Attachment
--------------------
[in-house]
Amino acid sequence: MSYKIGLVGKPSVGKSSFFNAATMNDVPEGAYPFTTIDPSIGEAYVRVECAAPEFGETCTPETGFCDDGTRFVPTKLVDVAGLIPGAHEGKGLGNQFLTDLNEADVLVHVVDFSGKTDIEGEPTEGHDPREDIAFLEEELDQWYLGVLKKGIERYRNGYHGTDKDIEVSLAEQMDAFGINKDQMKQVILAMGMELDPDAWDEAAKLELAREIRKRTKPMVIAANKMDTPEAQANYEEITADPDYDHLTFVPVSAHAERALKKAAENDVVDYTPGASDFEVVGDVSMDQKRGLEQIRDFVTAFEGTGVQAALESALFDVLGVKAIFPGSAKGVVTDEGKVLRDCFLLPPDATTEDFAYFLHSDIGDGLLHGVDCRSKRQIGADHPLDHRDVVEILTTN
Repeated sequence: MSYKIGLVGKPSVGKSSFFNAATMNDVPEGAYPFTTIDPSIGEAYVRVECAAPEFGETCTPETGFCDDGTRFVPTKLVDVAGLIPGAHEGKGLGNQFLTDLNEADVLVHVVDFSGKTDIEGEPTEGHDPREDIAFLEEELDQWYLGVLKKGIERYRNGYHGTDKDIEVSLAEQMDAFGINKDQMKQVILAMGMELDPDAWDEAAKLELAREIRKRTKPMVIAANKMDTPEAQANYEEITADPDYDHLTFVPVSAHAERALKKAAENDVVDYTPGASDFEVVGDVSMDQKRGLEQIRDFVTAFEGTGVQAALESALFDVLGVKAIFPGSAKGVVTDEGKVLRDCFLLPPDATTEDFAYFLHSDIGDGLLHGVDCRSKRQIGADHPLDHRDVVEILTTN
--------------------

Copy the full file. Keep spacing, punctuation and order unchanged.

[in-house]
Amino acid sequence: MSYKIGLVGKPSVGKSSFFNAATMNDVPEGAYPFTTIDPSIGEAYVRVECAAPEFGETCTPETGFCDDGTRFVPTKLVDVAGLIPGAHEGKGLGNQFLTDLNEADVLVHVVDFSGKTDIEGEPTEGHDPREDIAFLEEELDQWYLGVLKKGIERYRNGYHGTDKDIEVSLAEQMDAFGINKDQMKQVILAMGMELDPDAWDEAAKLELAREIRKRTKPMVIAANKMDTPEAQANYEEITADPDYDHLTFVPVSAHAERALKKAAENDVVDYTPGASDFEVVGDVSMDQKRGLEQIRDFVTAFEGTGVQAALESALFDVLGVKAIFPGSAKGVVTDEGKVLRDCFLLPPDATTEDFAYFLHSDIGDGLLHGVDCRSKRQIGADHPLDHRDVVEILTTN
Repeated sequence: MSYKIGLVGKPSVGKSSFFNAATMNDVPEGAYPFTTIDPSIGEAYVRVECAAPEFGETCTPETGFCDDGTRFVPTKLVDVAGLIPGAHEGKGLGNQFLTDLNEADVLVHVVDFSGKTDIEGEPTEGHDPREDIAFLEEELDQWYLGVLKKGIERYRNGYHGTDKDIEVSLAEQMDAFGINKDQMKQVILAMGMELDPDAWDEAAKLELAREIRKRTKPMVIAANKMDTPEAQANYEEITADPDYDHLTFVPVSAHAERALKKAAENDVVDYTPGASDFEVVGDVSMDQKRGLEQIRDFVTAFEGTGVQAALESALFDVLGVKAIFPGSAKGVVTDEGKVLRDCFLLPPDATTEDFAYFLHSDIGDGLLHGVDCRSKRQIGADHPLDHRDVVEILTTN